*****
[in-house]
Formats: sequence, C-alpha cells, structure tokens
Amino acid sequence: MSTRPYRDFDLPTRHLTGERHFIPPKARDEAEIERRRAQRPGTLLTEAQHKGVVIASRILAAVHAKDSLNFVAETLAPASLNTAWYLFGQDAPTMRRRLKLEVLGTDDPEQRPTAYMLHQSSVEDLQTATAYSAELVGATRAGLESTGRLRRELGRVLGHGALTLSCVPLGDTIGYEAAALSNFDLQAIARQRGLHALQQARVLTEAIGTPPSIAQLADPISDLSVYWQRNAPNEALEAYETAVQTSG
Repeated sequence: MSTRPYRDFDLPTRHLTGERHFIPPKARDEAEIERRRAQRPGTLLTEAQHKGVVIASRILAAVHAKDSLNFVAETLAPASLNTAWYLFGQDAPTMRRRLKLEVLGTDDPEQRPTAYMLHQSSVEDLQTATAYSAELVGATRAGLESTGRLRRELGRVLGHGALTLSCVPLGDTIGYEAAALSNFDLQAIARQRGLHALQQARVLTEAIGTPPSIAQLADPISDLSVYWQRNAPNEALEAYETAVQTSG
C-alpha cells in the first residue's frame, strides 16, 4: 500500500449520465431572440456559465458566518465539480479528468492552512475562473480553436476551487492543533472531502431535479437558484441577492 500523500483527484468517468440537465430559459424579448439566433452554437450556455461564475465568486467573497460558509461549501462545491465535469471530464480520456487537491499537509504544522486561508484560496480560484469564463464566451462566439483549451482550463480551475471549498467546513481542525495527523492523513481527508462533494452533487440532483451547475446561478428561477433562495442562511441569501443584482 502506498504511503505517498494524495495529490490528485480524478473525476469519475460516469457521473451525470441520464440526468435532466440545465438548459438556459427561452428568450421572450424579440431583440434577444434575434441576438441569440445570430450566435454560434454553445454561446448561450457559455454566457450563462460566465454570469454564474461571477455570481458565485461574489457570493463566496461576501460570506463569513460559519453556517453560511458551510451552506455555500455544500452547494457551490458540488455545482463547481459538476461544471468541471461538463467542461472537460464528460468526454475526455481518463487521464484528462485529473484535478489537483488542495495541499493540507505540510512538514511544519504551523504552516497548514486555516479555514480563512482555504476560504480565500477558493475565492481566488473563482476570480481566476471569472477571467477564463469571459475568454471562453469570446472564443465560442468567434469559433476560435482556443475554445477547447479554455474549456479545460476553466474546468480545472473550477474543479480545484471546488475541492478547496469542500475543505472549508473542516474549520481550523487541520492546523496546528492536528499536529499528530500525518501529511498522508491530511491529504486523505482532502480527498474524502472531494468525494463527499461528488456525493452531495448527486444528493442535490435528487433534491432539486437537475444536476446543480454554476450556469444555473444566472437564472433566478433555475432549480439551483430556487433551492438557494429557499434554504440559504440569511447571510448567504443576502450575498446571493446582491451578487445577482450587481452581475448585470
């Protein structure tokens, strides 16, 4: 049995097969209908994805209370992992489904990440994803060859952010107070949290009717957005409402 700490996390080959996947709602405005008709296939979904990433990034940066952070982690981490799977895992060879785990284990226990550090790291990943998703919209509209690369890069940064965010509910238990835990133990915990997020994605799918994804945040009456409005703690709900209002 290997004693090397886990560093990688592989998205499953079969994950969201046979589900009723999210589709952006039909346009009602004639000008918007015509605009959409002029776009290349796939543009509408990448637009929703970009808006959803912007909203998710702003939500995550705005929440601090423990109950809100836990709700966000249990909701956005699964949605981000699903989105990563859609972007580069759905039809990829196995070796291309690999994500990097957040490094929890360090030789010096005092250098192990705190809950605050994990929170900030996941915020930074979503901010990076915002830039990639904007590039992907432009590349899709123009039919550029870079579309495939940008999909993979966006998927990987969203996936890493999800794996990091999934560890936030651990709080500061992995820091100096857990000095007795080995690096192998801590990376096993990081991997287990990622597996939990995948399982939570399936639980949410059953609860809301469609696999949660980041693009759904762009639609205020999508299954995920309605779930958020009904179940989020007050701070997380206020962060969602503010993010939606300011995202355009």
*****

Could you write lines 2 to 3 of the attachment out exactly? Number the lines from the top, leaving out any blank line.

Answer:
Formats: sequence, C-alpha cells, structure tokens
Amino acid sequence: MSTRPYRDFDLPTRHLTGERHFIPPKARDEAEIERRRAQRPGTLLTEAQHKGVVIASRILAAVHAKDSLNFVAETLAPASLNTAWYLFGQDAPTMRRRLKLEVLGTDDPEQRPTAYMLHQSSVEDLQTATAYSAELVGATRAGLESTGRLRRELGRVLGHGALTLSCVPLGDTIGYEAAALSNFDLQAIARQRGLHALQQARVLTEAIGTPPSIAQLADPISDLSVYWQRNAPNEALEAYETAVQTSG